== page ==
Just because your ex used to say/do the same things doesn't mean the intention is the same behind it.

You have to give new partners the benefit of the doubt. Will they hurt you? Maybe. But if you don't give them a clean slate - you will hurt them. Either way your relationship won't progress.

Slowly. Very slowly.

The weirdest thing you can ever experience in dating is going from married parent to single dater. You are literally resetting yourself and your entire mental relationship planner. There are certain things you let go of once you're in a longterm relationship that you need to brush off and remember how to deal with. Plus you may also be blessed with a caesarean scar and Emotional Deprivation Disorder. Did I shave my legs today? What is Tinder? At which point do I announce the existence of my human child? Do I tell him I'm divorced straight up? What if he's divorced? Will we eat the same foods, drink the same wine, like the same movies and television shows?

We can be so used to a person alongside us that we become resistant to change and adaptation.

They are a new person: accept it.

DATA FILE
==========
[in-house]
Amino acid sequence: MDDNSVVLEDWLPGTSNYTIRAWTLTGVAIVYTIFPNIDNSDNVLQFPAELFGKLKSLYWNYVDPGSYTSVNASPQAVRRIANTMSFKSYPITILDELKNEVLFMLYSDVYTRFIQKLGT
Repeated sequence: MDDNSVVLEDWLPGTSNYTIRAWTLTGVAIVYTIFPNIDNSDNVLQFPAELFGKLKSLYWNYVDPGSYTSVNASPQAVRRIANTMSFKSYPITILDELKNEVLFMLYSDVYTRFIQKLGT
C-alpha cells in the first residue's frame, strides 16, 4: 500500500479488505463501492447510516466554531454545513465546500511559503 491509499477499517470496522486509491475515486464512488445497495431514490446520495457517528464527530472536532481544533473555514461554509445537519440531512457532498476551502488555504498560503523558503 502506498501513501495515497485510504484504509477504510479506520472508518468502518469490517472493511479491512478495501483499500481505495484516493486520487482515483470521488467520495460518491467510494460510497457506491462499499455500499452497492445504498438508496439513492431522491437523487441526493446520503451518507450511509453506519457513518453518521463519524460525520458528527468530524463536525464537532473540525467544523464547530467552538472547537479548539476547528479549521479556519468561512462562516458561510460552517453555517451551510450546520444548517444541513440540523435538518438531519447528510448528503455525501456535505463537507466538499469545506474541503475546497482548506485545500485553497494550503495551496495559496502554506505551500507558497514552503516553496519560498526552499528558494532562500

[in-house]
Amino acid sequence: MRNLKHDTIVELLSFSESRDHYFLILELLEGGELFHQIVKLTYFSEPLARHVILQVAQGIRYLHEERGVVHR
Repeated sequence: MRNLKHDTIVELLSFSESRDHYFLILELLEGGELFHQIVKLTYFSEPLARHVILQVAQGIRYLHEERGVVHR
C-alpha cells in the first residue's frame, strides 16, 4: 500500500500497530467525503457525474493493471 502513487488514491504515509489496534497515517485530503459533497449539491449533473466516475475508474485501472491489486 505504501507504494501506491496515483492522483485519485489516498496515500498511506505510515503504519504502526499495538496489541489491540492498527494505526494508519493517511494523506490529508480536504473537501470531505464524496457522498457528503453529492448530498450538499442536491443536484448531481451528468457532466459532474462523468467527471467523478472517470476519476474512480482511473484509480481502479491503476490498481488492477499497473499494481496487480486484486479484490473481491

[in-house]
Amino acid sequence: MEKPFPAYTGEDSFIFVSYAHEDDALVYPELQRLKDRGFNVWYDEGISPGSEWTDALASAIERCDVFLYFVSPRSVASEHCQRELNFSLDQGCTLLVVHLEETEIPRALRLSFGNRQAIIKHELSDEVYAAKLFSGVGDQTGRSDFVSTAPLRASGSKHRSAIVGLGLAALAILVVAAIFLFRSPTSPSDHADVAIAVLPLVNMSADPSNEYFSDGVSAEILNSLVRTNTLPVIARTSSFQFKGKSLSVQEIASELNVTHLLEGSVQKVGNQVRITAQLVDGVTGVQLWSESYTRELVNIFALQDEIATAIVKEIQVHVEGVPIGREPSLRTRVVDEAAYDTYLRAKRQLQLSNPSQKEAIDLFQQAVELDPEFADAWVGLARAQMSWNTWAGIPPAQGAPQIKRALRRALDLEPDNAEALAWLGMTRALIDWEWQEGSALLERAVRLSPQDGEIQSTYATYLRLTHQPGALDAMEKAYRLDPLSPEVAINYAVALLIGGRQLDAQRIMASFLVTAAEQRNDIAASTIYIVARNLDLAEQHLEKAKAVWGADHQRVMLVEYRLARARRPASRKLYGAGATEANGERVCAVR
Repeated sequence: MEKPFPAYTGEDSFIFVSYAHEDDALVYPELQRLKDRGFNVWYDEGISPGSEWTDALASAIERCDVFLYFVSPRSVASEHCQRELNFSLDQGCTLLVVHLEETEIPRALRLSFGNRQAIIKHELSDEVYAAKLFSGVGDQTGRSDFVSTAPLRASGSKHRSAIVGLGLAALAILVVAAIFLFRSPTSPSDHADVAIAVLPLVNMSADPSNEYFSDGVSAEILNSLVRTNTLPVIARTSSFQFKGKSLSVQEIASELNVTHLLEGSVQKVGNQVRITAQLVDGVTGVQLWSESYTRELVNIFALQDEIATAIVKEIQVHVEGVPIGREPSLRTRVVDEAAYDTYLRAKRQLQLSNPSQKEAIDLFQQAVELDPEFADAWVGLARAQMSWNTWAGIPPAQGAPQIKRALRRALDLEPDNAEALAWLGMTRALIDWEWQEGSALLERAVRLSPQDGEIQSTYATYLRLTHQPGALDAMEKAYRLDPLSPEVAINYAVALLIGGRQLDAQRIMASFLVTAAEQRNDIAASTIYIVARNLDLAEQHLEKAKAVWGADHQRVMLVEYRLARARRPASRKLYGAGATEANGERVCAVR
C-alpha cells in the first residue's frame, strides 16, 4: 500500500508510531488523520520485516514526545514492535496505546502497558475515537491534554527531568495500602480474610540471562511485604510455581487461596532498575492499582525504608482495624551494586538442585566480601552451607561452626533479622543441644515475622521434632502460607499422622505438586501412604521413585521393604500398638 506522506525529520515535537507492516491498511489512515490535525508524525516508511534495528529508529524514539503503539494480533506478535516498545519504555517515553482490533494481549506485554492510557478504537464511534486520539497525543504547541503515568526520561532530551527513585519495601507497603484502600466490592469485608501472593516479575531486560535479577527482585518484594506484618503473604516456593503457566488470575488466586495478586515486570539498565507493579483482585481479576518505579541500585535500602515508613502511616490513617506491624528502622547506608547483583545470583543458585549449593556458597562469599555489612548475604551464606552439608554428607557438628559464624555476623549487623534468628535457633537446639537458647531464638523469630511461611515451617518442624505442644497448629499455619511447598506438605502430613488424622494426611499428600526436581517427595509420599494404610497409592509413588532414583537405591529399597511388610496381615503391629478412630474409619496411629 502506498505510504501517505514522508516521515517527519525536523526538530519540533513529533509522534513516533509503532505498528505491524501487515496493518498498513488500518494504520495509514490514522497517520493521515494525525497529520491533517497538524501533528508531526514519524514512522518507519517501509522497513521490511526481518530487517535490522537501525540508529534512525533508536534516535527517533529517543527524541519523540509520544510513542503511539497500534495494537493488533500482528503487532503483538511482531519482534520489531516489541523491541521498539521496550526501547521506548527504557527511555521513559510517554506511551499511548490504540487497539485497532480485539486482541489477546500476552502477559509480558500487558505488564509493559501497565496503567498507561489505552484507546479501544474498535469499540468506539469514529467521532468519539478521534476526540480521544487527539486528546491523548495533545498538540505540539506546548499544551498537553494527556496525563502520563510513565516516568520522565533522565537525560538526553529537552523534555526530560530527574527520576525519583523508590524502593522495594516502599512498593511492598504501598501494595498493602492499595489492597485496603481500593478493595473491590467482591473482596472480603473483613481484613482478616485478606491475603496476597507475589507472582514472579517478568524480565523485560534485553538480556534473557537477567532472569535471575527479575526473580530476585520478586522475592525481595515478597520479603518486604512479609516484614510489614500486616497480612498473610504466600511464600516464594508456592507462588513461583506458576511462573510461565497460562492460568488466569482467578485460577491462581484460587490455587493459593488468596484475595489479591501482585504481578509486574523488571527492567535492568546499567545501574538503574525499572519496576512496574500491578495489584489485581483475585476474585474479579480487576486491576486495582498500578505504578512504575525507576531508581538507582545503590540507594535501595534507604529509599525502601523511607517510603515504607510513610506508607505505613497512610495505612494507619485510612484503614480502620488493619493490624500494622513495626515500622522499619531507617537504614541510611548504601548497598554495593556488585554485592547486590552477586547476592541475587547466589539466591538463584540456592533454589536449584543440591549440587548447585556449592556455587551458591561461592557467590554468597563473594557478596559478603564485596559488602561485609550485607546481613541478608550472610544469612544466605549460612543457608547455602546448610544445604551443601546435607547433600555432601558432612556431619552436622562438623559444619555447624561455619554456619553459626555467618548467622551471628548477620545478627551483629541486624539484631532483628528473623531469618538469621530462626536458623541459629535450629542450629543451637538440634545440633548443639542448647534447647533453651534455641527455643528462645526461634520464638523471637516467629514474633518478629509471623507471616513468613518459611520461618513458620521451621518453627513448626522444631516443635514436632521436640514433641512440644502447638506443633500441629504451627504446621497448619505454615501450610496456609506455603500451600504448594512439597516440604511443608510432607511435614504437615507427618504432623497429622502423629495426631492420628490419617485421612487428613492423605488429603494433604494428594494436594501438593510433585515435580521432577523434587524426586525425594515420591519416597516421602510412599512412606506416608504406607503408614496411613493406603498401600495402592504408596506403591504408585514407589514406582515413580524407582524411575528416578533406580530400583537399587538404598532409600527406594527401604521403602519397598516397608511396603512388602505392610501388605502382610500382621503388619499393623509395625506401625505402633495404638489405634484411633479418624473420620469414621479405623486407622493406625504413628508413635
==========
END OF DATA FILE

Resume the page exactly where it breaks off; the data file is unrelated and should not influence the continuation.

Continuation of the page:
Your new partner is not your old partner. They won't get your personal jokes or like the same things about you as your last one did. I love concerts, Dave does not. I only watch comedy television, Dave watches any genre. These are not deal breakers for me (although makes real hard to Netflix), but they may be for you. Don't allow the comfortability of an old relationship stop you from making changes in yourself to welcome a new one. When I ended my last relationship I thought extensively about the things I would want in a partner and things that weren't that important to me. After that it is unfortunately a bit of a dating gamble but hopefully one that pays of in a long-term, healthy relationship where neither partner is compromising too much for themselves. Although Dave would probably tell you it's super annoying he can't watch any new shows with me that don't contain at least one actor from SNL.